Everyone gets to be a movie critic in the days leading up to the award of the Oscars, betting favorites to win, place or show. Down the home stretch, "Avatar" and "Hurt Locker" battle it out to the finish line. What delicious irony that the "jockeys" were once married to each other. James Cameron, director of "Avatar," and Kathryn Bigelow, director of "Hurt Locker," have untied the marital knot, but their talents remain locked tightly together.
Hollywood is far from perfect, as you may have heard, but moviemakers push the envelope of popular culture, telling us as much and more about ourselves, for better and for worse, than the political players in Washington. The politicians only get to craft - or crash - health care, and the mavens of Wall Street only exploit the economy. But every generation finds the popular culture it deserves, and "Avatar" and "Hurt Locker" are testimony to the obsessions of contemporary young Americans, who often play electronic war games without noticing that their country is fighting two real wars in real time.
If "Avatar" is perceived as a happening through a hallucinatory drug, "Hurt Locker" requires something to calm the collective hyperactivity felt by its audience. High-tech meets adrenaline to strike an authentic high. For all its spectacular three-dimensional beauty, "Avatar" suffers from a sloppy sentimental love story with a behind-the-curve message of America as the ultimate imperial power. Actors are clothed in digital distortions. "Hurt Locker" brings gritty American soldiers to life in a realistic war in Iraq, with an appreciation for the heroism of a soldier whose main purpose is not to shoot to kill, but to dismantle roadside bombs, the improvised explosive devices, IEDs. It's a new kind of combat, in which our tough guys set out to protect and defend civilians who don't always feel any need to say thanks.
The strength of "Avatar" lies in its harnessing new electronic technology to create bursts of dazzling action. Director James Cameron creates splashes of surreal color in fantastical fights between man and beast. The power of "Hurt Locker," in striking contrast, resides in its earthy, drab, down-and-dirty realism, captured in the fine acting of men who transport us into their hearts, minds, fears and frustrations for an experience most Americans will never confront.
Ironically, "Avatar" is the work of the man who turns violence into fantasy, the stuff of fairy tales told with a soft and even feminine sensibility. "Hurt Locker" celebrates the macho, directed by a woman obsessed with human violence. She creates a combatant character in a contemporary Trojan War, a warrior with pluck and tenacity who reminds us of Hector's words in the "Iliad": "I know how to stand and fight to the finish. Twist and lunge in the War-god's deadly dance."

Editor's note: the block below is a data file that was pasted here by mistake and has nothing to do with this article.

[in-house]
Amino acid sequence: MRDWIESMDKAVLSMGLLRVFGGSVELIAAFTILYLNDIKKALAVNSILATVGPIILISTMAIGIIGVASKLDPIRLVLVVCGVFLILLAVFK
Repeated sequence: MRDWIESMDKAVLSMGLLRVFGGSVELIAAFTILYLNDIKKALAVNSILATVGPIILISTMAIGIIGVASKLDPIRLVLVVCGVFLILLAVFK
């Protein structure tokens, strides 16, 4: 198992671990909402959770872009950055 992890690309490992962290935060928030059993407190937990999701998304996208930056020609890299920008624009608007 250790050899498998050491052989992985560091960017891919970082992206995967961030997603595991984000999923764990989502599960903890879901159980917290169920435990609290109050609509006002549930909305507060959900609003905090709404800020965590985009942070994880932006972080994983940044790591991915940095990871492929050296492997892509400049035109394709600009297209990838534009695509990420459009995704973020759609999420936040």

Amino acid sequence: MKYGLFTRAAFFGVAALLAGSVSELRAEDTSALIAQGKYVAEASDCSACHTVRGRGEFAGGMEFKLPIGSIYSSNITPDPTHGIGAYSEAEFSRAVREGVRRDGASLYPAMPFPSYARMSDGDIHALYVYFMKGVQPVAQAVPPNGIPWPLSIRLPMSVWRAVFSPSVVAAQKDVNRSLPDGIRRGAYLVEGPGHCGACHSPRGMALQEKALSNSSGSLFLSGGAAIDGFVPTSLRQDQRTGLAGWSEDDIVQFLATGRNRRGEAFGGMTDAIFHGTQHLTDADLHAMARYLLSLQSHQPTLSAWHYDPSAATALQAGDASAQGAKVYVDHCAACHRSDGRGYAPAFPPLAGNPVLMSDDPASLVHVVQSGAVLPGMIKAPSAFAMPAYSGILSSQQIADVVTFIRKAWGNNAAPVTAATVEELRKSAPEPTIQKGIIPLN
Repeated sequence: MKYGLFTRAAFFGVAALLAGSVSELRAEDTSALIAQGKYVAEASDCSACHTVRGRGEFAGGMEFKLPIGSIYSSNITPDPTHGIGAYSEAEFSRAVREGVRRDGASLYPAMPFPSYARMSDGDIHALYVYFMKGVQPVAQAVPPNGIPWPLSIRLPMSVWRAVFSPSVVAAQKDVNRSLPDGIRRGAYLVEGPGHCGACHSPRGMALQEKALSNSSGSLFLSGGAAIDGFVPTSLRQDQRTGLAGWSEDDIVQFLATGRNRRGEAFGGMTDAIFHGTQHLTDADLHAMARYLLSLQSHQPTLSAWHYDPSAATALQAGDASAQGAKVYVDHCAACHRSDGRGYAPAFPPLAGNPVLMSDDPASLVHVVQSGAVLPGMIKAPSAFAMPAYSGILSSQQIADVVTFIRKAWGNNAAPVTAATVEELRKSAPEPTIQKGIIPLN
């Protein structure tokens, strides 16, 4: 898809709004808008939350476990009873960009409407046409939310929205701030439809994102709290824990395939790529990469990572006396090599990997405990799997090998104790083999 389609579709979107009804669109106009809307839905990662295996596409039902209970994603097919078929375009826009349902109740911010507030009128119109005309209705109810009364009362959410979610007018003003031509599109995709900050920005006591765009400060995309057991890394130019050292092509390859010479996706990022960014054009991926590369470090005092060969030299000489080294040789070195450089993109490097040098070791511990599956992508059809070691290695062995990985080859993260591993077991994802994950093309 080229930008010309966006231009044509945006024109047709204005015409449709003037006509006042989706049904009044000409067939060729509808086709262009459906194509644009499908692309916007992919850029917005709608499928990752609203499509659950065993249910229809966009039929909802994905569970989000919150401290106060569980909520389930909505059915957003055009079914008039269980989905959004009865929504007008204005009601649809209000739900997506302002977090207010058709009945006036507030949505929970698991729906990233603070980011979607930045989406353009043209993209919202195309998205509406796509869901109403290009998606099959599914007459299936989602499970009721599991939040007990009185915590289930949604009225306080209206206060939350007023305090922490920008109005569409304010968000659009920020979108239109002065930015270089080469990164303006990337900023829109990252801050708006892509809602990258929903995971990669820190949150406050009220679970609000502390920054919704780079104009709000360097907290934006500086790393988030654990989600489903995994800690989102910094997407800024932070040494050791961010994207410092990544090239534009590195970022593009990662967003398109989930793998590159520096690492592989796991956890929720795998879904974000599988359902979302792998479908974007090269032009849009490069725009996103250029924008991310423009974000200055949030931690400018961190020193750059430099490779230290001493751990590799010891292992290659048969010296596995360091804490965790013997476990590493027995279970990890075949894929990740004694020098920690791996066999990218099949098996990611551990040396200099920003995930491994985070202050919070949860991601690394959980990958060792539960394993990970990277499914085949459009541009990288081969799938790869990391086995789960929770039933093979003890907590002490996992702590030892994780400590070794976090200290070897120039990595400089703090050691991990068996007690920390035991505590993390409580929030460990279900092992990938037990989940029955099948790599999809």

Kathryn Bigelow gives imaginative force and power to the narrative, as conceived by screenwriter Mark Boal, who was embedded with the grunts in Iraq. Her creativity recalls that of Stephen Crane, who never heard a Union or Confederate gun fired in combat but whose novel "The Red Badge of Courage" was one of the classics begat by the Civil War. Like Crane's, her creativity does not depend on personal experience.
Certain critics of "Hurt Locker" argue that it's politically neutral, and many viewers even regard it as opposing the war in Iraq. But it makes you proud of the American soldier in the way John Wayne's portrayals of soldiers made Americans proud in World War II. Staff Sgt. William James, portrayed by Jeremy Renner, does not have the walk and swagger of the Duke (who does?) but he suggests the Duke's pride and conviction and even his recklessness in setting out to do a dangerous job with redneck nobility. When we watch him striding alone down a scary street to defuse a homemade bomb, he's as death-defying as the Duke in a Green Beret.
Our military men have not received the honor and respect they deserve. Their heroic sacrifices haven't won the public attention and appreciation owed to them. Political criticism of our current wars has taken its toll, rendering unobservant Americans immune to the danger that is their daily portion. Young people often wear the camouflage as parody rather than pride and lack the understanding of reality that goes with the recognition that "there but for the grace of God, go I."
Some veterans complain that "Hurt Locker" is not authentic and doesn't tell it like it really is. Expecting a mere movie to do that is expecting too much. But portraying the literal is not the moviemaker's challenge. "Hurt Locker" triumphs with an emotional truth about the character of war and the men who reluctantly go there to win it.
The envelope, please.
Suzanne Fields is a syndicated columnist.